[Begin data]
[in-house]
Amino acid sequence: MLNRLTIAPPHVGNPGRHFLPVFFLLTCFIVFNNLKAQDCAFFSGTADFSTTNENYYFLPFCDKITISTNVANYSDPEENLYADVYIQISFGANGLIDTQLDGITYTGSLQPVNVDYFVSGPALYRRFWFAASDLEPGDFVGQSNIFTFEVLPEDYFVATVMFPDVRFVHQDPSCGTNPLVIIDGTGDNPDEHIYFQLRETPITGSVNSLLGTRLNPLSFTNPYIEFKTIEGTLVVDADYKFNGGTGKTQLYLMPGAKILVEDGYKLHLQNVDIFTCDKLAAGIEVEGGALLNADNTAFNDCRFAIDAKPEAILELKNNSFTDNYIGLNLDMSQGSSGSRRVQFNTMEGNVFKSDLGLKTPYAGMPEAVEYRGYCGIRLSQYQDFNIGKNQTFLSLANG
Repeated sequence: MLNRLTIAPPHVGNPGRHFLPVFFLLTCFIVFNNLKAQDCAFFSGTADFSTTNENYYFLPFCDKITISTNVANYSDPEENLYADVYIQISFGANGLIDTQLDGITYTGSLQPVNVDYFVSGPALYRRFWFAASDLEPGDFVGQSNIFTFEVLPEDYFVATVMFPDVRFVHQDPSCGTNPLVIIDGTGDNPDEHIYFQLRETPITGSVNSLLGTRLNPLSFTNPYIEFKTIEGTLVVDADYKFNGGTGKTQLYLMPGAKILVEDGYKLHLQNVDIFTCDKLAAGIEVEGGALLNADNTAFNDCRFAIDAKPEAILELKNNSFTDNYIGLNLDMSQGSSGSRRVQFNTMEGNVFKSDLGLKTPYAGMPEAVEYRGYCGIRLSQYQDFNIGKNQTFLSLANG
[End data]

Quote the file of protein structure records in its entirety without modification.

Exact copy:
[in-house]
Amino acid sequence: MLNRLTIAPPHVGNPGRHFLPVFFLLTCFIVFNNLKAQDCAFFSGTADFSTTNENYYFLPFCDKITISTNVANYSDPEENLYADVYIQISFGANGLIDTQLDGITYTGSLQPVNVDYFVSGPALYRRFWFAASDLEPGDFVGQSNIFTFEVLPEDYFVATVMFPDVRFVHQDPSCGTNPLVIIDGTGDNPDEHIYFQLRETPITGSVNSLLGTRLNPLSFTNPYIEFKTIEGTLVVDADYKFNGGTGKTQLYLMPGAKILVEDGYKLHLQNVDIFTCDKLAAGIEVEGGALLNADNTAFNDCRFAIDAKPEAILELKNNSFTDNYIGLNLDMSQGSSGSRRVQFNTMEGNVFKSDLGLKTPYAGMPEAVEYRGYCGIRLSQYQDFNIGKNQTFLSLANG
Repeated sequence: MLNRLTIAPPHVGNPGRHFLPVFFLLTCFIVFNNLKAQDCAFFSGTADFSTTNENYYFLPFCDKITISTNVANYSDPEENLYADVYIQISFGANGLIDTQLDGITYTGSLQPVNVDYFVSGPALYRRFWFAASDLEPGDFVGQSNIFTFEVLPEDYFVATVMFPDVRFVHQDPSCGTNPLVIIDGTGDNPDEHIYFQLRETPITGSVNSLLGTRLNPLSFTNPYIEFKTIEGTLVVDADYKFNGGTGKTQLYLMPGAKILVEDGYKLHLQNVDIFTCDKLAAGIEVEGGALLNADNTAFNDCRFAIDAKPEAILELKNNSFTDNYIGLNLDMSQGSSGSRRVQFNTMEGNVFKSDLGLKTPYAGMPEAVEYRGYCGIRLSQYQDFNIGKNQTFLSLANG